Design solutions to coastal human-wildlife conflicts
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- Root-Bernstein, M., Rosas, N.A., Osman, L.P. et al. J Coast Conserv (2012) 16: 585. doi:10.1007/s11852-012-0198-z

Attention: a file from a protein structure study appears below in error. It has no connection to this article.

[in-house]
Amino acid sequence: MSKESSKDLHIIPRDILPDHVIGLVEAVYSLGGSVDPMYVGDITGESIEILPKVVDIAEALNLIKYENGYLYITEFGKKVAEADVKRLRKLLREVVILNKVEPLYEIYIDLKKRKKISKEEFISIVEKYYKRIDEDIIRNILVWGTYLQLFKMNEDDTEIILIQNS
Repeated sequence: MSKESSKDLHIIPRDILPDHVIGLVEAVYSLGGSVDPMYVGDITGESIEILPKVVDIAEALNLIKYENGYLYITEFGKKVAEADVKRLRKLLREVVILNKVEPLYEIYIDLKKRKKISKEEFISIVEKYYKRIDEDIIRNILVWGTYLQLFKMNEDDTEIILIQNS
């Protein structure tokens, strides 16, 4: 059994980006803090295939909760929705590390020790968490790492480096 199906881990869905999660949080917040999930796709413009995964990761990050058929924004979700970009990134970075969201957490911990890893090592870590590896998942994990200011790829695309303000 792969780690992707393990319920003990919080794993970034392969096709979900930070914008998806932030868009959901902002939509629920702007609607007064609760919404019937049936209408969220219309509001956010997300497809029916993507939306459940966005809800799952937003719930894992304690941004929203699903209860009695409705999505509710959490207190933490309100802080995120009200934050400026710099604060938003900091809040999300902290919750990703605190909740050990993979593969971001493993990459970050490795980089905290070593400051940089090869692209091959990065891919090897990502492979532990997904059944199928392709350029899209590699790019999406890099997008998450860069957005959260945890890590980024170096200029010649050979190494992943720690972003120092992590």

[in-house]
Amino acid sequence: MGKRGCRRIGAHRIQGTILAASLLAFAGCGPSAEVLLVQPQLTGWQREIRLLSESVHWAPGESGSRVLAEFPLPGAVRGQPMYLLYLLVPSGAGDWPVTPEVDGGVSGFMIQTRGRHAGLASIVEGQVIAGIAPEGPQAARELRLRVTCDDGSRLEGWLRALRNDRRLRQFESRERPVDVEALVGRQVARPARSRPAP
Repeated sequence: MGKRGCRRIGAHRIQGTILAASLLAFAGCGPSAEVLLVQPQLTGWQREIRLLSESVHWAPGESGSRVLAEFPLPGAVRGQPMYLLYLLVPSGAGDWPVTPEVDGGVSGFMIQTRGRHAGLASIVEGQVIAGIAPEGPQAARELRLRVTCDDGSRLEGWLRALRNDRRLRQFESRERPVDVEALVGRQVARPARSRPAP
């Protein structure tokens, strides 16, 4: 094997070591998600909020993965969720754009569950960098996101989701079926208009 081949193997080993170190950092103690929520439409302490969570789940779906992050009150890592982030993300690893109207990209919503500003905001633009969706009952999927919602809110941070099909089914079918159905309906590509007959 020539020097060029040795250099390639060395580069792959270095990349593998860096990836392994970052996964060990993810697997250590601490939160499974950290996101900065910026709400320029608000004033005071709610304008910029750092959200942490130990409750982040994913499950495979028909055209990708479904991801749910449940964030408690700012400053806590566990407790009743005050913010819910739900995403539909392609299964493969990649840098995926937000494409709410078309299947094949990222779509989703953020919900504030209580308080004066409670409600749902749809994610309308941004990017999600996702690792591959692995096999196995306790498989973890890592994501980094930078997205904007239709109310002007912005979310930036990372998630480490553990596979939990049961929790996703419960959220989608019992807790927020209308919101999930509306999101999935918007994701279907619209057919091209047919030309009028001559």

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Coastal areas can be a challenge for conservation due to multiple competing land uses including development, tourism, and extractive resource use. These multiple land uses often lead to human-wildlife conflicts. Here we propose that collaboration with industrial designers and architects has the potential to generate innovative and effective solutions to coastal human-wildlife conflicts. Many products for modifying animal behavior are already used by conservationists, such as barriers, corridors, and model predators. We propose that their effectiveness, quality, harmonization with local values, and integration with the designed human environment can be improved through collaboration with designers and architects. We illustrate this approach with a case study. We engaged in an industrial design- conservation collaboration focused on the design of multiple product proposals that would support a range of human-sea lion interactions in public parks and the fish market in Valdivia, Chile. The sea lions in Valdivia are a tourist attraction but also potentially dangerous. We produced images of seven proposed products of varying scales, facilitating a range of different sea lion- human interactions. Such collaborations can be useful for developing products that reduce human-wildlife conflicts and align conservation and management with local values. We urge researchers to publish conservation design proposals as well as tests of existing conservation products’ functionality, in order to improve conservation design practice around the world.